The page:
The Ianus Series Ithaka Digital to Audio Converter mates our Triode Fet gain stage and completely redefines the status of digital replay

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The Ianus Series Ithaka Digital to Audio Converter mates our Triode Fet gain stage and completely redefines the status of digital replay.


Designing the Ithaka

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The Ithaka is a ladder DAC. Typically a ladder DAC uses a resistor network switched by a N number of switches, N being the bit depth. It is a passive sort of speak procedure with no manipulation of the incoming data stream.

It also has no digital filter, and completely avoids the negative sonic aspects created by fitting the common Delta-Sigma or Multibit architecture.

In the case of the Ithaka we choose to use an R2R IC – the classic Analogue Devices AD1865N-K, a much praised chip which we believe is the best sounding IC ever made. No less than 24 R2R converters per channel. The AD1865N-K has a very straight forward data handling logic, and does not process the data stream in any way. This gave us the freedom to fully exploit the IC in our converter system.

The input data is latched and directly refreshes the resistor network, with absolutely no additional complex logic or data handling/processing. This way we have full control over the resistor network to use it as part of our converter system. Our Super Clock circuit directly re-clocks and drives the “refresh” signal, so absolutely no additional jitter is induced in the conversion.

There are no less than 24 R2R converters per channel in the Ithaka working as parallel switched resistor ladder converters, cancelling the deviation of resistor values down to Zero. Paralleling R2R converters improves linearity and noise figures are improved on the same principles, along with the dynamic range and channel separation. Sonic wise, paralleling converters elevate performance to another level in all aspects significant in high end audio.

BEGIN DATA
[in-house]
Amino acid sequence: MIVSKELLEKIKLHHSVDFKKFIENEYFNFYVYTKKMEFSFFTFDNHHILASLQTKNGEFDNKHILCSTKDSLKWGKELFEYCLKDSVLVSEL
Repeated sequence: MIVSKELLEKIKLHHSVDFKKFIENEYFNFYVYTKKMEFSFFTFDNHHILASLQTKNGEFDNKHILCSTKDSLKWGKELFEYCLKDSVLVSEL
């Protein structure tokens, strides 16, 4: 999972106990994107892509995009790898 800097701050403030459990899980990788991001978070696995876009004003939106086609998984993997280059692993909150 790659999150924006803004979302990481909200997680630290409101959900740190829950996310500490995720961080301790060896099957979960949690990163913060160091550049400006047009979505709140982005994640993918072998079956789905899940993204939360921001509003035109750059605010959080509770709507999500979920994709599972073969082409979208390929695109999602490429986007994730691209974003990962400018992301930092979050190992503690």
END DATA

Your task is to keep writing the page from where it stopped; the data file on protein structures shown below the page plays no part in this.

In the Ithaka we use many techniques regarding lowering and cancelling jitter, in both passive and active ways. Bouncing signals, overshoots, low rise times etc greatly increase jitter. We solve this by using special driving circuits and carefully tuned digital line terminations for all digital signals.

We use 35 LC filters implemented using RF chokes and high speed capacitors to decouple digital circuits and ICs from the power rails. These are extremely effective in cancelling out any form of PSU sourced jitter and solve this fairly complex problem. Jitter originated in USB and S/PDIF / Toslink sources are eliminated right at the “refresh” signal of the converters.

Having an IC that has no complex data handling logic and no multi stage data logic, the precisely timed signal resolves in a extremely accurate jitter free conversion. In our opinion, this is not possible with any other type of converter system.

The Super Clock is also used upstream for re-clocking the XMOS asynchronous USB controller, as well as the SPDIF receiver. With the internal clock, there is no need for a word clock input.

Jitter present at the word clock of the transport before S/PDIF transmission to the dac. Almost identical Jitter measurement was also present at the word clock using a USB transport.

Jitter distribution measurement of the word clock synchonising the 16 converters of the Kassandra DAC with the internal reclocker enabled, and using the same USB transport.

Jitter distribution after double reclocking of the word clock.

I/V Stage

The R2R ICs are current output devices. Their impedance is very high and close to an ideal current source. To drive the next stage in the Kassandra, the current must be converted to voltage. Avoiding using sonic degrading Opamps or a simple resistor, we use a specially designed transformer that converts the current differential to a single ended voltage output. The specially designed transformer is an ideal solution, and is second to none in direct comparison to the many alternative I/V methods available.

Gain Stage

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The Power Supply

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Technical Specifications